Harry Kopyto gets ready for two more Law Society hearings on Monday March 28th and Wednesday March 30, 2011 (9:30 a.m.) both days at Osgoode Hall – room to be announced. In the meantime, he has been slammed with a $10,000 LSUC costs order by a previous panel that had been appointed to deal with a preliminary motion for directions to facilitate disclosure from the LSUC.
Harry abandoned the motion he brought before this panel chaired by Carl Fleck after he found out that Fleck had telephoned his prosecutors behind his back only a few days before a scheduled hearing date. Fleck failed to deal with this accusation in his decision awarding costs against Kopyto for abandoning the motion. Fleck adopted the Law Society prosecutors’ argument that Harry should have filed an affidavit to prove to Fleck that he made the phone call. Irony of ironies! Harry should file an affidavit telling Fleck what Fleck did? In fact, it was the LSUC prosecutors who transcribed Fleck’s telephone call and provided a copy of the transcript to Harry. And now they want an affidavit? What planet are they living on?
Fleck adopted this technical argument even though the Law Society permits a motion to be brought without affidavit evidence. In fact, Fleck had previously dealt with a complaint of bias against another panel member who sat on Kopyto’s motion panel, W. Paul Dray, without requiring an affidavit by Harry and with nary a squawk from Fleck. It seems that the LSUC rules can be bent like a pretzel by the LSUC or selectively applied whenever it serves their interests.
In his reasons for awarding costs, Fleck charged Kopyto with seeking to delay the proceedings by abandoning his motion a few days before the last scheduled hearing date. This accusation camouflages the fact that Kopyto acted immediately after Fleck’s illicit tryst with the Law Society prosecutors was revealed to Kopyto by red-faced LSUC prosecutors only a few days before the scheduled hearing.
Fleck’s contact with the prosecutors was only the latest of several steps taken by Fleck that showed that his motion to get disclosure from the LSUC prosecutors was not going to be dealt with fairly. Fleck had initially bent the rules by ignoring a decision of the Divisional Court that, if applied by the Panel, would require Paul Dray to give his own reasons for not recusing himself when Kopyto accused him of bias. Fleck also ignored the law by deciding that Dray was not in a conflict of interest position because Harry was seeking Paul Dray’s correspondence (in his previous capacity as Paralegal Committee Chair) with the federal Competition Bureau as part of his disclosure motion.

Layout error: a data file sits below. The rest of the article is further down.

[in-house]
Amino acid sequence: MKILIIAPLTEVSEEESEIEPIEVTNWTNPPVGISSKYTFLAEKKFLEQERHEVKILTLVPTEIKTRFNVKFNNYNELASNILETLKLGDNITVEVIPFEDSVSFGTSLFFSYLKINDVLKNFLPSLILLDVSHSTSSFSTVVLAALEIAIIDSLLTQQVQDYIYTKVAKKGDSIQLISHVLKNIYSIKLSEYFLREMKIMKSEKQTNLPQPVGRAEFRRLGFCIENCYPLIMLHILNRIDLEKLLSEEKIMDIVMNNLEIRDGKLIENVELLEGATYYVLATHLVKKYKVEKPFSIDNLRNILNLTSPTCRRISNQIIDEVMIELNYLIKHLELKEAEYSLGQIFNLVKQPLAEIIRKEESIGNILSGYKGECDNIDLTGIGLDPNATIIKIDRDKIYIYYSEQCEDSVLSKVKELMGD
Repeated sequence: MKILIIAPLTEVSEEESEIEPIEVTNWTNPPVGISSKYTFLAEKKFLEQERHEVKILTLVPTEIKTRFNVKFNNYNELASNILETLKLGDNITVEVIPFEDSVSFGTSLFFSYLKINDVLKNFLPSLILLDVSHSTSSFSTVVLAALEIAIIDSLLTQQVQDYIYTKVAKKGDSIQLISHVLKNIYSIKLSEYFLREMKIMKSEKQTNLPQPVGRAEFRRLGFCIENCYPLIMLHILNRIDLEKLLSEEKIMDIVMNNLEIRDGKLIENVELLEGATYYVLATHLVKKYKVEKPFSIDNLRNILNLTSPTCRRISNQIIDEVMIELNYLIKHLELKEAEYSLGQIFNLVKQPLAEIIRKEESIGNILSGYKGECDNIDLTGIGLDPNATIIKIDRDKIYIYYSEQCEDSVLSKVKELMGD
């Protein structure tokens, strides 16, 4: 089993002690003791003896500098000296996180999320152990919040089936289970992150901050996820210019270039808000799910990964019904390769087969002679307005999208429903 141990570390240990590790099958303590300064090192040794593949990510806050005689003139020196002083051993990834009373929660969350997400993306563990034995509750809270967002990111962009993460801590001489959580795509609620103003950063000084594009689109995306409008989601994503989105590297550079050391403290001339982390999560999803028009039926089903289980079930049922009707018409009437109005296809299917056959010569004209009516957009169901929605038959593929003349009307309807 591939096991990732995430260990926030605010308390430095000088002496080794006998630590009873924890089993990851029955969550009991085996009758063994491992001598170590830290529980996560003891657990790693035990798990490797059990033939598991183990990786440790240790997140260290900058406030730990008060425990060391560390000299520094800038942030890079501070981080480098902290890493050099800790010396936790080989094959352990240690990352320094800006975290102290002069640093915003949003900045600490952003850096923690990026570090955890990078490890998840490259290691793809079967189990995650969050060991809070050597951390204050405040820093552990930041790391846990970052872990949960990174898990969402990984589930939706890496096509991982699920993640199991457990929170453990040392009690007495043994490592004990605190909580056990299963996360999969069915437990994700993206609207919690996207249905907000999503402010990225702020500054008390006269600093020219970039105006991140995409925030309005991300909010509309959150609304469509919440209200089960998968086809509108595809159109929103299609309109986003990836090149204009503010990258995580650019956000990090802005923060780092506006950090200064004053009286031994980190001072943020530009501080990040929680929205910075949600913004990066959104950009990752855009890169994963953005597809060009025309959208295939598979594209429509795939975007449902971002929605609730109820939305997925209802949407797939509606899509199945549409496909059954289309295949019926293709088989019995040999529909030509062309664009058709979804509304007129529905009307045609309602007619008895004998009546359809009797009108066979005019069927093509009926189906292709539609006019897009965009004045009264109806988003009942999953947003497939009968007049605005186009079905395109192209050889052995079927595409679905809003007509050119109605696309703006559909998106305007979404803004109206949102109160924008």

Fleck had also previously awarded costs against Kopyto for challenging Dray’s neutrality without allowing Kopyto the opportunity to make submissions with respect to the costs award, another fundamental breach of the law. Finally, Fleck ordered Kopyto to bring all motions that he intended to bring before his panel even though this exceeded Fleck’s authority and was a power grab to become “seized” with Kopyto’s hearing on the merits (a nice addition on a resume for a would-be judge). The last straw for Harry was Fleck’s extra-judicial contact with his prosecutors in breach of the Law Society’s own rules and fundamental principle that judges should not communicate with either side outside of the hearing room without notice to the opposing side.